Heading to the beach, I walked where the main road used to be. Every little wooden stand that sold food, fishing boat trips or snorkelling tours was gone, like they were never there. The tiny police station was tossed on its side, boats were overturned and a dog was barking, uninjured but trapped in a courtyard by debris. Wandering down to the water, I dipped my toes in. What used to be bathwater warm, crystalline water had turned murky, gray and frigid.
But there was beauty to the chaos. The storm had tossed up huge conch shells, some of them in perfect condition. I picked one up and a local man showed me how to wash the sand out, revealing a shiny pink inside. Everywhere I looked, people were helping each other dig out storefronts and remove boards from windows. I went back to the hostel I had been staying at to pitch in and help everyone clear it out. Several hours of exhausting work later, the yard was mostly free of huge palm branches and trees that had fallen down. I was sweaty and disgusting, especially since there was still no power on the island, which meant no showers.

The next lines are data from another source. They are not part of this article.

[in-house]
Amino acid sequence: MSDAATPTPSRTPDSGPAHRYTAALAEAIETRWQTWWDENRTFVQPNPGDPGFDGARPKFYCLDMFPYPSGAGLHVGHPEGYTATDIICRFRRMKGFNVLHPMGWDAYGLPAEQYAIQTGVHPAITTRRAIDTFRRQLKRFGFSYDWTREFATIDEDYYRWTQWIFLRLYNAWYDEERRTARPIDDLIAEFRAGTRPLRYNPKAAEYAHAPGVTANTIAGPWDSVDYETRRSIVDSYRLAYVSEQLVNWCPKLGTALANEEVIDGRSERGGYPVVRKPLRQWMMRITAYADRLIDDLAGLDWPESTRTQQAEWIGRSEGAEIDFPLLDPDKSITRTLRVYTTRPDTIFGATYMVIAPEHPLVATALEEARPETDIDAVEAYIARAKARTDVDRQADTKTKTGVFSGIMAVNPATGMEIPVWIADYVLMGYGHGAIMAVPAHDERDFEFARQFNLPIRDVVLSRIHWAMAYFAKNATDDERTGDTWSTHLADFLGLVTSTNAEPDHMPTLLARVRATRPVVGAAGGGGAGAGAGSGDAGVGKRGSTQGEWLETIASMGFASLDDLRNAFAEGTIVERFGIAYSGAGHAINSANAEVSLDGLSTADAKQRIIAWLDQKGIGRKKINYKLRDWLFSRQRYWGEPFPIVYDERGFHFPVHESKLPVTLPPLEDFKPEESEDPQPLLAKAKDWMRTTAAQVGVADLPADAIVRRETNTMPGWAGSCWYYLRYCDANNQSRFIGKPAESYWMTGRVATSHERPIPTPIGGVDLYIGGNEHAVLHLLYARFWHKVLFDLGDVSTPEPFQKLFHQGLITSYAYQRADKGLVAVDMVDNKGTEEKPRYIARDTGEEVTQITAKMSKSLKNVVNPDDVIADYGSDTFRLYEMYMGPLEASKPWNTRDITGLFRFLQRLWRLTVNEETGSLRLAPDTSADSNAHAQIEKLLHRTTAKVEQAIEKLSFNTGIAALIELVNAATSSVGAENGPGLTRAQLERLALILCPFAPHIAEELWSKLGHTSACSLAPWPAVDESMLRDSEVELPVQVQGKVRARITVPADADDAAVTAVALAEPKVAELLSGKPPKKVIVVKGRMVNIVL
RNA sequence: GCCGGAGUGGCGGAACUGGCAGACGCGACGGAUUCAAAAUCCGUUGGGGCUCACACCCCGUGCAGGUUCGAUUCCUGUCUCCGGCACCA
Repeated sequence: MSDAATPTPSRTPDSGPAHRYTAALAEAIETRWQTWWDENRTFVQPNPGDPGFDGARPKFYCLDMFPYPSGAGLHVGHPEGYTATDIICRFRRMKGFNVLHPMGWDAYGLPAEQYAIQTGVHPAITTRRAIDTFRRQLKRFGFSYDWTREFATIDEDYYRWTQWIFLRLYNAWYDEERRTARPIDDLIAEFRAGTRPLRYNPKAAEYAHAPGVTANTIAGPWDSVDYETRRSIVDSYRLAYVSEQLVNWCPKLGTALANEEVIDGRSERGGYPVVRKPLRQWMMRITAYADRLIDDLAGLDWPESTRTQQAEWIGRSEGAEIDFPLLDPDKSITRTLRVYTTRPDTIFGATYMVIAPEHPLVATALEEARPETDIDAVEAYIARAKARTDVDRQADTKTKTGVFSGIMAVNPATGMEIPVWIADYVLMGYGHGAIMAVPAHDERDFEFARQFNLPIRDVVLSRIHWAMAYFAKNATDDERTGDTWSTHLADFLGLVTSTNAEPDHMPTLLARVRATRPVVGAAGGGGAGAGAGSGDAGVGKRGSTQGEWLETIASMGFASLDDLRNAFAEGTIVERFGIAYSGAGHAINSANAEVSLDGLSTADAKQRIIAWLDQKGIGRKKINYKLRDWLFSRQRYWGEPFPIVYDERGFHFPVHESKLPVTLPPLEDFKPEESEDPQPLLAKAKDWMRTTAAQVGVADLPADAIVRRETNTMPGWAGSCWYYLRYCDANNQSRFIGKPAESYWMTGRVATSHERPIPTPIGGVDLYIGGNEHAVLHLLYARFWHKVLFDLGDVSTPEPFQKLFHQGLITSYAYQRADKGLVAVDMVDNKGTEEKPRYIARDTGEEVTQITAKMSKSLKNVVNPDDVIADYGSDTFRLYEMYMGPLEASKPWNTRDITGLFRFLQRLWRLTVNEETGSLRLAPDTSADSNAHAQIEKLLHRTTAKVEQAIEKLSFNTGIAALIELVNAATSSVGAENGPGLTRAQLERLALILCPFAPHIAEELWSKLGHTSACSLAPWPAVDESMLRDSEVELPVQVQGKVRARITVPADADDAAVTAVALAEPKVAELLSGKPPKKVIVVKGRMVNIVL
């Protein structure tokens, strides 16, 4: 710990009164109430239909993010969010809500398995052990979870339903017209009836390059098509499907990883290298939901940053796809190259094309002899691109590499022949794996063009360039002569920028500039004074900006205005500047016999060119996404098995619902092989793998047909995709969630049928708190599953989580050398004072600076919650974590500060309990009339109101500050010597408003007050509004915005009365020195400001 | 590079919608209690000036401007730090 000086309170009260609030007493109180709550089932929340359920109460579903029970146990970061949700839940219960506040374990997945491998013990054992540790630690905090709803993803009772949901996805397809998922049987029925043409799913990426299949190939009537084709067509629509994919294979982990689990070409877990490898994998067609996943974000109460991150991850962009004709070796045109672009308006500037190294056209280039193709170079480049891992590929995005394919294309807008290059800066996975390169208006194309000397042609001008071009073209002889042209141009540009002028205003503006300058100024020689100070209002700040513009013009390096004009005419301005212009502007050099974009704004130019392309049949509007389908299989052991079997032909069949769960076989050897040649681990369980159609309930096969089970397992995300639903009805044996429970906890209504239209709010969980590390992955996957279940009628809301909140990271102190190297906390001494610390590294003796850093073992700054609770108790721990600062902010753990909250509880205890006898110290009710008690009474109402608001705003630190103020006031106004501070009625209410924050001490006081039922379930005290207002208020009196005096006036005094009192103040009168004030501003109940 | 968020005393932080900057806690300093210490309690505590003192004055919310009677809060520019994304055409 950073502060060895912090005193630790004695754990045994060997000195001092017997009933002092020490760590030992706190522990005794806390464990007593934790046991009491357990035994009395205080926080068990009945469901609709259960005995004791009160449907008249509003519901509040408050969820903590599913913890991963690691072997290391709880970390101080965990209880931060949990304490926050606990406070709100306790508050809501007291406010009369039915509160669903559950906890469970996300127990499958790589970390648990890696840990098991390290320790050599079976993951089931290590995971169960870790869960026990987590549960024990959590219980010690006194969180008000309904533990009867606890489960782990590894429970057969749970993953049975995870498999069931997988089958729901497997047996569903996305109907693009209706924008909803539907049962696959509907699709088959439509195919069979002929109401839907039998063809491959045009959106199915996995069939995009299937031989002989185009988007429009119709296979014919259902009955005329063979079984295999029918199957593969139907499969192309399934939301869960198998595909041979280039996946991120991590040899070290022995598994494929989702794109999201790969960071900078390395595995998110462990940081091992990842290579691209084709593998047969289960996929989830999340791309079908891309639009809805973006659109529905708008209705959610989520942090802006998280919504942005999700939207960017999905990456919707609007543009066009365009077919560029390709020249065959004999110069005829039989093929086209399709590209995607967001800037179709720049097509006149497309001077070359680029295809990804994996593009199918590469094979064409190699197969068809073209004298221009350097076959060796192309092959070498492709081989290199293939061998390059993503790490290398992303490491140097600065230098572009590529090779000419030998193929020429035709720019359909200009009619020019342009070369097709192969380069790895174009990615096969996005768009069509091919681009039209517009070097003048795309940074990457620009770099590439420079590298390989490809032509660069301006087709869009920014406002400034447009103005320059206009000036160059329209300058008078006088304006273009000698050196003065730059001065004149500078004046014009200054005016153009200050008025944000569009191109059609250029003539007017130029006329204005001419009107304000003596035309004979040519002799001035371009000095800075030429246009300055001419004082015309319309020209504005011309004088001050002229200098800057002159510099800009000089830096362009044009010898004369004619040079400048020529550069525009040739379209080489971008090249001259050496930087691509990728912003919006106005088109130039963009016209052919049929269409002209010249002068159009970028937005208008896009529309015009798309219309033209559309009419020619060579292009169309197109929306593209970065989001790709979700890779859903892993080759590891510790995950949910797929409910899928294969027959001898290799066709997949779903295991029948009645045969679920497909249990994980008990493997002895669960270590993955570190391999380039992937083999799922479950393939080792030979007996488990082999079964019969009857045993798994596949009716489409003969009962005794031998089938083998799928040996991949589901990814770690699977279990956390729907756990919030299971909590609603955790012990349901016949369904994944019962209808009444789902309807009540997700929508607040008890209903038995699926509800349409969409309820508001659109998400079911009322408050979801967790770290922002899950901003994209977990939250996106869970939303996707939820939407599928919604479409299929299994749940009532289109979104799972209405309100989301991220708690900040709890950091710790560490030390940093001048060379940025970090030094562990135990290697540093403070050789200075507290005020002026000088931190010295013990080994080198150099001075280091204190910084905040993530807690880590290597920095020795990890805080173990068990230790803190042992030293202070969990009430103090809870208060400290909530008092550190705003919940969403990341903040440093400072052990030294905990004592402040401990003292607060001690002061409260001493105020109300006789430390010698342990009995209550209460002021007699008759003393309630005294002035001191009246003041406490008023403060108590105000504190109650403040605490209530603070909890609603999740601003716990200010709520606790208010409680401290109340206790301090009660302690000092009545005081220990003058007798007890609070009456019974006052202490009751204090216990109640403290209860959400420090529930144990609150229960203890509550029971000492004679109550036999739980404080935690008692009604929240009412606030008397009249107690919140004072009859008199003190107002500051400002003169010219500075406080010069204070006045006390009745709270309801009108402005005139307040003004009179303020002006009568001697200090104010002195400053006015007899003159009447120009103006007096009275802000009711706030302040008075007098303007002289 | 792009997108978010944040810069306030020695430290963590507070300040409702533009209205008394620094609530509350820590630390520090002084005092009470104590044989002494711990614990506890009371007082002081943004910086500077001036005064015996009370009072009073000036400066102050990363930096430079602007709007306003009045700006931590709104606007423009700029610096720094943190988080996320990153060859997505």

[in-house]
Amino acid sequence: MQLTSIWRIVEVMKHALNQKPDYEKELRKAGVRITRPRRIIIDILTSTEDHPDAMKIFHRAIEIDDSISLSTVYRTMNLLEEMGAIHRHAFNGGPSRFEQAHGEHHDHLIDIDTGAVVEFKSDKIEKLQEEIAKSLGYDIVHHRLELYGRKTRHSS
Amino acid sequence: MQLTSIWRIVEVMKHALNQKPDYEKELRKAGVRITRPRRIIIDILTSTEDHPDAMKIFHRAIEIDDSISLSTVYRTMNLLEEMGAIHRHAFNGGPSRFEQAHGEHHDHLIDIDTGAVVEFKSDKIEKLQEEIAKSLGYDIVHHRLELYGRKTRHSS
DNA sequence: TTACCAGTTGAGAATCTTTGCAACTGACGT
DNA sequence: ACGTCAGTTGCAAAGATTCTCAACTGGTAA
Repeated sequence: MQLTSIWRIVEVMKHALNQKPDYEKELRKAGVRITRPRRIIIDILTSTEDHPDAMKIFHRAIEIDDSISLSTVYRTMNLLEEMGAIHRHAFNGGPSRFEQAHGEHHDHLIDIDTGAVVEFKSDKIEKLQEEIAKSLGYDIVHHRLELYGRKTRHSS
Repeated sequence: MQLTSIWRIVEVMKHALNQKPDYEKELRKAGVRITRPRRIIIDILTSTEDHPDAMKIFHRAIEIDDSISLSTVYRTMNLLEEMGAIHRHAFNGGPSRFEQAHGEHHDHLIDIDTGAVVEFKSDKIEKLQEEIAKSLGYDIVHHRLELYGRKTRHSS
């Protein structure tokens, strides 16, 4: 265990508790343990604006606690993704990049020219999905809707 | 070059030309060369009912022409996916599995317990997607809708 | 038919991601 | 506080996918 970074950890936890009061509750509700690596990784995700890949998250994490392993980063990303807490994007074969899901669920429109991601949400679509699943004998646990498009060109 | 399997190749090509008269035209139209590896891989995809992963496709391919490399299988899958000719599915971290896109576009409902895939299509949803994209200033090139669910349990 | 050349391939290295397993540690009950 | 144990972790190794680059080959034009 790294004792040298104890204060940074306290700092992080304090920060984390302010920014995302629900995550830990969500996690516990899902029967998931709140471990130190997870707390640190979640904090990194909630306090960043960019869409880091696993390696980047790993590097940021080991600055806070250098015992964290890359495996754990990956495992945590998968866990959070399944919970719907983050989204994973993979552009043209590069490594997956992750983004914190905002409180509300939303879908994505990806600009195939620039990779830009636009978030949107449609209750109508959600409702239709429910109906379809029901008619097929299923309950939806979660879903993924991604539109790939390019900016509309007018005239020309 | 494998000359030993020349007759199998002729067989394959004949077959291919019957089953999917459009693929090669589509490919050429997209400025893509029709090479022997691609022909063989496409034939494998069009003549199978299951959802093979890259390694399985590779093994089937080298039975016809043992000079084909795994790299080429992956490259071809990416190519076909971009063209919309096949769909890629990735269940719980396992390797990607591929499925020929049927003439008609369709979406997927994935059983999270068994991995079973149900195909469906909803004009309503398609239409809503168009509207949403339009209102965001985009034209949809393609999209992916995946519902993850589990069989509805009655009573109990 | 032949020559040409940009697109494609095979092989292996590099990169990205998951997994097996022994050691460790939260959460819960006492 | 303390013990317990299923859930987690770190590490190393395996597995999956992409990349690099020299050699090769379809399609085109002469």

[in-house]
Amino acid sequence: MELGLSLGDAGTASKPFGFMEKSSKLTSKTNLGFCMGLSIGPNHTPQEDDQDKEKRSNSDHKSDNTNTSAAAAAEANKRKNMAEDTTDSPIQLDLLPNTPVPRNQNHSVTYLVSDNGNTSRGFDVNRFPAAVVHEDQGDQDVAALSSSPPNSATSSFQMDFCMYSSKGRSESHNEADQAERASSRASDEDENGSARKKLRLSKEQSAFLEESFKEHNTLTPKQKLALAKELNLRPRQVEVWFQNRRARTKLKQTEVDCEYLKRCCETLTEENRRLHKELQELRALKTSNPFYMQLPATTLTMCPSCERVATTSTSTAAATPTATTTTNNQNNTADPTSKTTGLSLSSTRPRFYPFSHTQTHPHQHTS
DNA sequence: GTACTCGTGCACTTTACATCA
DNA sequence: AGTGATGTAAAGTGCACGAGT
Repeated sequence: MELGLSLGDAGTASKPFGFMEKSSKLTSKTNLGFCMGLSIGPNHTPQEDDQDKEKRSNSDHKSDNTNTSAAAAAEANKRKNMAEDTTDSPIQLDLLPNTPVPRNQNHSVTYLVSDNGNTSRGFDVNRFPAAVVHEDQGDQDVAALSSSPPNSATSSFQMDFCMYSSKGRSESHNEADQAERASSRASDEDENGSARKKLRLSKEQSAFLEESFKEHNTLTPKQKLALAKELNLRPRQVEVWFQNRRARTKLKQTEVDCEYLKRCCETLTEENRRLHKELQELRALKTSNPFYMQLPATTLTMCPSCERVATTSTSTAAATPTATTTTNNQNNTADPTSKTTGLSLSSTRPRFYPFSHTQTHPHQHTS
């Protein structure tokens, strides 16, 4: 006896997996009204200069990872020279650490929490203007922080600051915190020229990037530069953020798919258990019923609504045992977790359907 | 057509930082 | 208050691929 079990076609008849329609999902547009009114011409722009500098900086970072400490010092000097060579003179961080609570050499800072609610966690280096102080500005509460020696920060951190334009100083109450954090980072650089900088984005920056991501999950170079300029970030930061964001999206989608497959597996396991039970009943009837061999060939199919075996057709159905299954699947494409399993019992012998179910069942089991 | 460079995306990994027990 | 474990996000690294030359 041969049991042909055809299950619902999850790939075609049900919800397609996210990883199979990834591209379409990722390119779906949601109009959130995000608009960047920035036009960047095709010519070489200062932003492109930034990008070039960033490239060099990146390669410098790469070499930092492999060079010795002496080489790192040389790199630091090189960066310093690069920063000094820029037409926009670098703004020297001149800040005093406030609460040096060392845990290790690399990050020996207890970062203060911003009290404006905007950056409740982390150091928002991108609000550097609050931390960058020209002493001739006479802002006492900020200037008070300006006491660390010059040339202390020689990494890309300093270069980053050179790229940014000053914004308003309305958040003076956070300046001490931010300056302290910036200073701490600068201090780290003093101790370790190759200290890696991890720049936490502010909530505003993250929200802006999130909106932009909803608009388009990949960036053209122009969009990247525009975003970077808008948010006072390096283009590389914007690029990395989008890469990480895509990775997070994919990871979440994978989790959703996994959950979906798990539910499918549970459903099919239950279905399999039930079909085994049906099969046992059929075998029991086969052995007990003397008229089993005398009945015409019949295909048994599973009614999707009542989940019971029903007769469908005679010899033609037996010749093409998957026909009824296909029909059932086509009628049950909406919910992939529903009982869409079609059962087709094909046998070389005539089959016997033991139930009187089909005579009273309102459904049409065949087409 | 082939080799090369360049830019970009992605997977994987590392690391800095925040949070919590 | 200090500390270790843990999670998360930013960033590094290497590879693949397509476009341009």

As soon as the boats started running, Caye Caulker filled with people just like before the hurricane, but something changed for me. If it wasn’t for Hurricane Earl I wouldn’t have been able to watch shooting stars in pitch black before the electricity came back, and I wouldn’t have stayed on the island long enough to run to the tiny Chinese place down the way to get dinner for the owner of my hostel. My trip may have been thrown off by a few days, but the unexpected parts of traveling nearly always end up creating the best memories.